About 20 of the 224 apps are frequently used and a greater amount of data is stored in their local folders. The other apps are just for tests and usually manage no data.
You can estimate the time for the total recovery process including the restore of data by taking the two parameters (21.5 GB and 180 min) into account.
(Your used space / 21.5) * 180 = time to recover and restore
The worst cases …
- If recovery is not possible you have to contact an Apple Store or send your device to the repair service.
- f you don’t have any backup in iTunes or iCloud resp. just an old one you will loose all your data resp. all changes since your last backup.
Failed attempts to unlock …
If the iOS device has been disabled from too many attempts at entering the passcode lock, then your device will be locked.
The only way to regain full use is to put the device into recovery mode and restore it via iTunes.
So in this case you must have access to a computer with an installed version of iTunes. There is no way to do it just with an internet connection.
Restore without iTunes …
If you don’t use iTunes, maybe you already moved into the Post-PC era, you can restore your device if it’s connected to a WiFi network.
An iOS device has a built in reset option programmed into the device itself. With the introduction of the iCloud service, you no longer need to connect the device to a computer to restore through the iTunes software.
Restoring an iPhone is useful if you’re going to sell the device or if you want to troubleshoot it after data has been corrupted.
Follow these steps:
A Backing up your iOS device
- Step 1
Connect to the Internet through a Wi-Fi connection. A typical iPhone backup can consume a lot of data.
- Step 2
Tap on the “Settings” menu item. Select “iCloud” and then “Storage + Backup.”
- Step 3
Tap on the button that says “Back Up Now” to cause the iPhone to back up its settings to iCloud, which may take several minutes to an hour or more.
B Resetting your iOS device
- Step 1
Tap on the “Settings” menu and then tap on “General.”
- Step 2
Scroll to the bottom of the menu and tap “Reset.”
- Step 3
Tap the button that says “Erase All Content and Settings.” The iPhone will ask you to confirm this choice. Press the button marked “Erase Phone” to restore your phone to its factory settings.
C Restoring from a backup
- Step 1
Start up your iPhone. On a freshly restored iPhone, you are prompted to use the Setup Assistant. Do this in a place where the iPhone is connected to a Wi-Fi signal. This can consume a lot of data.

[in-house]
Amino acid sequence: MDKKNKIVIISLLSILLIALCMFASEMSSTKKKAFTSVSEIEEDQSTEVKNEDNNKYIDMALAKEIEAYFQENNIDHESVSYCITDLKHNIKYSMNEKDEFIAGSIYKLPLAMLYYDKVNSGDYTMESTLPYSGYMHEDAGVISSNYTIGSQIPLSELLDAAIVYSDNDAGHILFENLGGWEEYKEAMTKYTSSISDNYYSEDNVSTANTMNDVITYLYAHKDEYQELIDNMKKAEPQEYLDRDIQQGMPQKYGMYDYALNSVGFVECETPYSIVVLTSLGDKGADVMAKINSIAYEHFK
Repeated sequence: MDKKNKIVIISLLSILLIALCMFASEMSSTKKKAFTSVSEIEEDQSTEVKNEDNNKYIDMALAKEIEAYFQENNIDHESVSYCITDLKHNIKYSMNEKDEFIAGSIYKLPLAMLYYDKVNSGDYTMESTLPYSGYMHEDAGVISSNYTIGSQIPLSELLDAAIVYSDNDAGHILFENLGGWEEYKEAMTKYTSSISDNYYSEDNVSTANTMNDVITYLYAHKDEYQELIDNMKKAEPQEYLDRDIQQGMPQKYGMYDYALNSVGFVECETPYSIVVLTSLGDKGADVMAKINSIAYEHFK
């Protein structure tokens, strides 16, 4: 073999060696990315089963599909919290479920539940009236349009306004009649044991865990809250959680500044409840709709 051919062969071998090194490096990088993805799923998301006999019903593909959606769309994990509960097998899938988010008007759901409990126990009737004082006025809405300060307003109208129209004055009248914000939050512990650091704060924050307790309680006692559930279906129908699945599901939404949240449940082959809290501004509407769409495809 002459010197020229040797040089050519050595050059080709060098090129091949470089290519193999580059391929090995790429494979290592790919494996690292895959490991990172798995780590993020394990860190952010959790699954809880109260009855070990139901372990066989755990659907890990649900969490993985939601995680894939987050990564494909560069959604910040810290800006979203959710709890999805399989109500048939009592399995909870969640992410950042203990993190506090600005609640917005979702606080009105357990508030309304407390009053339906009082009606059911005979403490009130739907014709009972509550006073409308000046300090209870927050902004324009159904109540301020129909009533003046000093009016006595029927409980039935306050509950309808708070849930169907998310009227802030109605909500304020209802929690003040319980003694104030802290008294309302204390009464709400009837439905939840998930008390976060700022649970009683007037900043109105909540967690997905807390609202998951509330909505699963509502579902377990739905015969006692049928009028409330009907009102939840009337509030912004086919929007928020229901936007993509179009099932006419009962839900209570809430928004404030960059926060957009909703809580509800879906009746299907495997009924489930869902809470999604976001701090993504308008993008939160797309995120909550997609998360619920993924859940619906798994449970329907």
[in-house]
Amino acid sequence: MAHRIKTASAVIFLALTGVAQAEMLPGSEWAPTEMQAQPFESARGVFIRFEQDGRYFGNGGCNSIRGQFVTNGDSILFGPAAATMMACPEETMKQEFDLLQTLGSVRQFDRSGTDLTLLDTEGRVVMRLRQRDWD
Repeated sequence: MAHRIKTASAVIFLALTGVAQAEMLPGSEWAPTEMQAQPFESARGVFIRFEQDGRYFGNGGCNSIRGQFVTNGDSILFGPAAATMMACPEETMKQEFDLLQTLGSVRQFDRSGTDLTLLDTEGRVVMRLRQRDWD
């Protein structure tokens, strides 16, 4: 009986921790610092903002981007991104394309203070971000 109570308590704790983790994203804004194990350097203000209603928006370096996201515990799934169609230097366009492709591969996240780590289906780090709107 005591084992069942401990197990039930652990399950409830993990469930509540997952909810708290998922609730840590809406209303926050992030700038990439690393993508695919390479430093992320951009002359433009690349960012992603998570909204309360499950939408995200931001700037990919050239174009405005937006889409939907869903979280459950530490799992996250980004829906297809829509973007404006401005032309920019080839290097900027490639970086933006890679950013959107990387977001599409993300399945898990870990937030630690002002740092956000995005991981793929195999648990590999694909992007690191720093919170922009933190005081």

- Step 2
Select “Restore from iCloud Backup.”
- Step 3
Enter your iCloud username and password information. Your iPhone will restart and begin downloading your backup from iCloud. You may be asked to choose from up to three backups on iCloud, sorted by date.
Reselling your device …
Before you resell your device follow these steps:
You can remove all settings and information from your iPhone, iPad, or iPod touch by going to Settings – General – Reset and tapping on Erase All Content and Settings.
If you wish to recover all your settings and data again on a new device, ensure that you have an iCloud or iTunes backup and that it’s up to date.
Newer devices running on iOS 5 and later support hardware encryption. Erasing the device means removing the encryption key that protects the data. This process takes just a few minutes.
Use iTunes to restore your iPhone to factory settings.
Plug the phone into a computer running iTunes and wait for it to appear in the ‘Devices’ section of the iTunes sidebar. Select the iPhone from the sidebar and then make sure you’re on the “Summary” tab. Under ‘Version’ select ‘Restore‘. You’ll receive a pop-up dialog informing you that this step will erase your phone and reset it to factory settings. Click Restore to continue.
iTunes will now download the latest firmware for the iPhone, which may take several minutes depending on your connection speed. Once downloaded, iTunes will automatically begin the restore process during which your phone will reboot twice. After the process is completed, the phone will appear in iTunes as a new device and ask you for a device name. Before entering any information, disconnect the phone. It has now been wiped of your personal information and is ready for sale.
Restore from a backup or even recovery of a device is usually a process you didn’t need while using your iOS device. Quality of hardware and software ensures that all what happens in the life of a computer doesn’t happen with an iPhone or an iPad.
Anyway your iOS device should regularly backed up to iTunes, or what is much more comfortable, to iCloud. Strongly recommended is the usage of an unlock code as well as a password for iTunes backups. If you don’t use passwords many sensitive settings like E-Mail account settings are not included in a backup. So you have to configure them all if the restore process is finished. That can be a pretty much exhausting task.
Related links …
Thanks for dropping by.